Key to the tribunal’s decision was the fact that the two states disputed whether article 32 on the sovereign immunity of warships applied to such vessels while in the internal waters of a state. Argentina, relying on the opening language of the article 32 saving clause “nothing in this Convention” argued that the LOS Convention immunity did extend to warships in internal waters, while Ghana, citing the fact that article 32 appears in Part II of the LOS Convention, which addresses the territorial seas, argued that article 32 did not apply in internal waters. While not dispute the warship’s immunity, Ghana argued that the immunity was governed by customary law, not the LOS Convention, and that the dispute therefore did not concern interpretation or application of the Convention.
The tribunal first observed that “although article 32 is included in Part II of the Convention entitled ‘Territorial Sea and Contiguous Zone,’ and most of the provisions in this Part relate to the territorial sea, some of the provisions in this Part may be applicable to all maritime areas, as in the case of the definition of warships provided for in article 29 of the Convention.” (¶ 64). The tribunal then concluded that “a difference of opinions exists between them as to the applicability of article 32 and thus the Tribunal is of the view that a dispute appears to exist between the Parties concerning the interpretation or application of the Convention.” (¶ 65).
After answering the threshold question on prima facie jurisdiction under the LOS Convention in the affirmative, the tribunal then turned to the issue of provisional measures. It noted that article 290(1) provides that such measures may be ordered “to preserve the respective rights of the parties to the dispute or to prevent serious harm to the environment, pending a final decision.” Ghana argued that no such measures were necessary or appropriate because Argentina held the keys to the Libertad’s release. The tribunal’s order took notice of Ghana’s assertion that Argentina had the ability to obtain immediate release of the vessel by payment of security to the Ghanaian courts (¶ 92). However, the tribunal was not persuaded that provisional measures were therefore inappropriate. It cited the continuing serious prejudice to Argentina posed by Ghana’s refusal to permit the warship to depart its port. The tribunal observed that “a warship is an expression of the sovereignty of the State whose flag it flies” (¶ 94) and “in accordance with general international law, a warship enjoys immunity, including in internal waters (¶ 95). It then declared that “any act which prevents by force a warship from discharging its mission and duties is a source of conflict that may endanger friendly relations among States” (¶ 97) and “actions taken by the Ghanaian authorities that prevent the ARA Libertad, a warship belonging to the Argentine Navy, from discharging its mission and duties affect the immunity enjoyed by this warship under general international law.” (¶ 98). The tribunal then concluded that “the urgency of the situation requires the prescription by the Tribunal of provisional measures that will ensure full compliance with the applicable rules of international law, thus preserving the respective rights of the Parties.” (¶ 100).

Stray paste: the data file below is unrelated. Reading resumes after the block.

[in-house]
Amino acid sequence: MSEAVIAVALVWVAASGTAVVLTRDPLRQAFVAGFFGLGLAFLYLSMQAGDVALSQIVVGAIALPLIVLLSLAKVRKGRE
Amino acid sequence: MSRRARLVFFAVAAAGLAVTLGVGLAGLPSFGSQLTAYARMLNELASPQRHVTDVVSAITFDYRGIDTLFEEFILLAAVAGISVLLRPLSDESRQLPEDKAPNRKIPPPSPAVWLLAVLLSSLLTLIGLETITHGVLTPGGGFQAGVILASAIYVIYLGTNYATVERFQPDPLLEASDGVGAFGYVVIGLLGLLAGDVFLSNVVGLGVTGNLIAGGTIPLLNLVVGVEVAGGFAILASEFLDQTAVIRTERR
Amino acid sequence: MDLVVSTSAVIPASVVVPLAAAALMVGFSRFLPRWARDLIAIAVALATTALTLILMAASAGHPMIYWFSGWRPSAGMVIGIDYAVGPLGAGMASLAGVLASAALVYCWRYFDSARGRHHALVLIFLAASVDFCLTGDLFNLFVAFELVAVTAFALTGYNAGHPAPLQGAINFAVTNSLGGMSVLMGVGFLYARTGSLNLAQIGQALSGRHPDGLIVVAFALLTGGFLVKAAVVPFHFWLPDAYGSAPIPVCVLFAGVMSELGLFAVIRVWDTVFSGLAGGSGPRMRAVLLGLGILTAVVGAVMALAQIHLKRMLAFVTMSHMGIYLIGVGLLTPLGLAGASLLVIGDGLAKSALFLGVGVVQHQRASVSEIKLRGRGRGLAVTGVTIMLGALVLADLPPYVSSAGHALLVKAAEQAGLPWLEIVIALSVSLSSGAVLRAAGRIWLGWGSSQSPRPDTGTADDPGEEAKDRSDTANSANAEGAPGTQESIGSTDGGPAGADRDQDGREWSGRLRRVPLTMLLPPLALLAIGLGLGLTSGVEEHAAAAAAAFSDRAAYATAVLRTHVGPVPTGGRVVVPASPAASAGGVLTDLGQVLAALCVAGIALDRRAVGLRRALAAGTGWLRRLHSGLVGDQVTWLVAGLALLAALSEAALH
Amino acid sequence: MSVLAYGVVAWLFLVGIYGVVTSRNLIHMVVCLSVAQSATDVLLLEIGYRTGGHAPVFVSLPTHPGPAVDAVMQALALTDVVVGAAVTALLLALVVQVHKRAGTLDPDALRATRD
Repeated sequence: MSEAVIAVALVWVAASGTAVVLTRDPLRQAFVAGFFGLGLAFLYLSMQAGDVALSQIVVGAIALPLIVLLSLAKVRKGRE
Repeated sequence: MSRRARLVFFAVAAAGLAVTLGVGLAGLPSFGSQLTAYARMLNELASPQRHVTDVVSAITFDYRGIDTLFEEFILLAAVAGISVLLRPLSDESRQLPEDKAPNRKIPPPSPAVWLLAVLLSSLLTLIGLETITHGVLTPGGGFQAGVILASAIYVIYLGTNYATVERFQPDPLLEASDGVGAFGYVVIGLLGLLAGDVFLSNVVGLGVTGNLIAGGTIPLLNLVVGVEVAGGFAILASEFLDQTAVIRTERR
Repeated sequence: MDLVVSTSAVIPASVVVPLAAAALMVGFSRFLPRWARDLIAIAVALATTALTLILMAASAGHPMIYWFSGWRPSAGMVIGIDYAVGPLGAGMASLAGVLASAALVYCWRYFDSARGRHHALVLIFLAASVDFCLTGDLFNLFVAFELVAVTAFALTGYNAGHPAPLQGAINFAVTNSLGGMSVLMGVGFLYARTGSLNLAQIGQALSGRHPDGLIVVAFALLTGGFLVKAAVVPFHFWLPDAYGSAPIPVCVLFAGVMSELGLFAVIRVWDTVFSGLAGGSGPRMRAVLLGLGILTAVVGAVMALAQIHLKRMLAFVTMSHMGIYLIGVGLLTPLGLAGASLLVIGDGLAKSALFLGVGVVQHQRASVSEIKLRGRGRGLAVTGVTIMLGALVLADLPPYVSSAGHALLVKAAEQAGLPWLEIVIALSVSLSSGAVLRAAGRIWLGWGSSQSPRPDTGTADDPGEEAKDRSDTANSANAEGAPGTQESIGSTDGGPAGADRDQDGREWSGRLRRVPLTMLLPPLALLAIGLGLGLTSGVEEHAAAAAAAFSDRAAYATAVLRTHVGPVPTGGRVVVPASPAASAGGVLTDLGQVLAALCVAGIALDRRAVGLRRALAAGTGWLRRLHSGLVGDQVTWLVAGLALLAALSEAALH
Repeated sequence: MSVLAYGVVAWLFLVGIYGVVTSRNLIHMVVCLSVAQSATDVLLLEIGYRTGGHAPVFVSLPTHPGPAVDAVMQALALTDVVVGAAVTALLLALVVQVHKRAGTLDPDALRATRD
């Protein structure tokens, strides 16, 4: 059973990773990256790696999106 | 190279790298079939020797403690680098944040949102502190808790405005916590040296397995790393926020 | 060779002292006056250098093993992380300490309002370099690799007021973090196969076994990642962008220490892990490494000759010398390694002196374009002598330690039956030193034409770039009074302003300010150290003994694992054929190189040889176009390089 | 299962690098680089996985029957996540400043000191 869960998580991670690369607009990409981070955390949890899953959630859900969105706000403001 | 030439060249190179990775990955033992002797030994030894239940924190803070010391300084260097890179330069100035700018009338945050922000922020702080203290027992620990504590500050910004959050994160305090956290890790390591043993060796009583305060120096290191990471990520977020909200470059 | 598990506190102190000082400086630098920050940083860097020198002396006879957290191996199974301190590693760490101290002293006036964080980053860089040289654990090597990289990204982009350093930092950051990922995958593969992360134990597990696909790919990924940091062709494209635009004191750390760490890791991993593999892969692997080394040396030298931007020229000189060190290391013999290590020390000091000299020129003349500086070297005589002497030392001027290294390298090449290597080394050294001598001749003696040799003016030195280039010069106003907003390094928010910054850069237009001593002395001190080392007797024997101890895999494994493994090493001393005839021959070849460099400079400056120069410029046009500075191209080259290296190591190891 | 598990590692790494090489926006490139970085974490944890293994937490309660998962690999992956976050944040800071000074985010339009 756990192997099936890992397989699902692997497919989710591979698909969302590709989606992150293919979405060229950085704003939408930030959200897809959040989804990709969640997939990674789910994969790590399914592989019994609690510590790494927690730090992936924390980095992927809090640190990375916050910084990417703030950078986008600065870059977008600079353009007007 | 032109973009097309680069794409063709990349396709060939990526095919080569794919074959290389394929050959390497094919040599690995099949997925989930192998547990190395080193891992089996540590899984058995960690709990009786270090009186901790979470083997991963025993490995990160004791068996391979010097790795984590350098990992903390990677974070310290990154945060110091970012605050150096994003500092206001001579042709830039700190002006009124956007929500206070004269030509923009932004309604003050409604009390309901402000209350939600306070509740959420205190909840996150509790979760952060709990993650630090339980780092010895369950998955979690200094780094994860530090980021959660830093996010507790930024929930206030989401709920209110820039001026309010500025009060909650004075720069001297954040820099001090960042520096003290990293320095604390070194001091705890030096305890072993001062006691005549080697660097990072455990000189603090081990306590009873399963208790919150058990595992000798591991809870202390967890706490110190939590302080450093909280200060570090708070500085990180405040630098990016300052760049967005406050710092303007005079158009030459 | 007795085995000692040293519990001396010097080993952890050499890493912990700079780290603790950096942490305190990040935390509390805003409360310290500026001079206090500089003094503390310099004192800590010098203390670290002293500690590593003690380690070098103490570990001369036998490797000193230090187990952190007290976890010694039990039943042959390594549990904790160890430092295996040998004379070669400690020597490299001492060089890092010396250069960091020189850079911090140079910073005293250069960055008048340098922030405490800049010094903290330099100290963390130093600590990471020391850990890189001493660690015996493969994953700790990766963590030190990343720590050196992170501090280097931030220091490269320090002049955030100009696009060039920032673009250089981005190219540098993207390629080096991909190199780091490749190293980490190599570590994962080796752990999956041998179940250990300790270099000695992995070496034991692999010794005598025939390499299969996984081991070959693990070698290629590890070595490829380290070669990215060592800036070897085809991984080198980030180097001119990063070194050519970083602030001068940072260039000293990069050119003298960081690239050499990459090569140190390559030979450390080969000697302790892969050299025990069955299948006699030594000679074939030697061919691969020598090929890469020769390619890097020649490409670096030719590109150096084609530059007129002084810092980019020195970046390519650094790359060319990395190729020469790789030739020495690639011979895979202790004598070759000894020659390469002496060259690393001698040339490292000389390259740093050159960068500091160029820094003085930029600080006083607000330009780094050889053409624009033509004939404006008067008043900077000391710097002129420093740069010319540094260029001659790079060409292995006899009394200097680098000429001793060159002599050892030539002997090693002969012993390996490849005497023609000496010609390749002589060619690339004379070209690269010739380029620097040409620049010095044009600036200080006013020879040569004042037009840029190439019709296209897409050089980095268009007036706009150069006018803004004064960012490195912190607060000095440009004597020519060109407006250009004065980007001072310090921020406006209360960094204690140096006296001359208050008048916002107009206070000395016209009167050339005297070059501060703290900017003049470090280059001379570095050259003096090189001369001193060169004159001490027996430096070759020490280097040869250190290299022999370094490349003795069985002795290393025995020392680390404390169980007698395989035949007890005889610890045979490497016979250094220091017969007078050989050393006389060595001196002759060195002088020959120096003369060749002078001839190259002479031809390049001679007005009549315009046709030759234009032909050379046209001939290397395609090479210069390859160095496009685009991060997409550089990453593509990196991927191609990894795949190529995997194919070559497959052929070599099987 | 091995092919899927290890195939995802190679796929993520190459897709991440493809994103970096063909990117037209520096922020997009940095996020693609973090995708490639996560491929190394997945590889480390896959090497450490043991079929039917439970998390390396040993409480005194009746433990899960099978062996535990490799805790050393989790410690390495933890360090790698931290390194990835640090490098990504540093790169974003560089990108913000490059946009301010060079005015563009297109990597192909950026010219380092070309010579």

The tribunal did not address the question raised during oral argument regarding Argentina’s waiver of sovereign immunity. Argentina had argued that such waivers must be specific as to warships. Arguably, to find prima facie jurisdiction the tribunal did not need to reach the waiver issue.
While the ITLOS decision may indeed be cheered in naval circles for its ringing affirmation of the sovereign immunity of warships (possibly also for military aircraft, although they are not defined in the LOS Convention, nor is their sovereign immunity addressed), it also serves as a reminder of the awkward position of the U.S. as a non-party to the LOS Convention (the Convention has been pending before the senate since 1994, but the senate has yet to give its advice and consent to accession). Accordingly, should a similar incident occur involving a U.S. Navy or Coast Guard warship, the U.S. would not be able to apply to the ITLOS for the vessel’s release. Should the U.S. become a party to the LOS Convention, it should also take note of the fact that Argentina shrewdly amended its article 298 declaration on October 26th (four days before instituting its first legal action under Annex VII of the LOS Convention) to remove its early rejection of the LOS Convention’s compulsory dispute settlement procedures with respect to “military activities by government vessels and aircraft engaged in noncommercial service.” (¶ 34). In presenting the Convention to the senate in 1994, the Clinton administration recommended that the U.S. exempt military activities from the Convention’s compulsory dispute settlement procedures. Proposed declarations by the Senate Foreign Relations Committee in 2004 and 2007 adopted that position. This case demonstrates at least one potential drawback to such exemptions.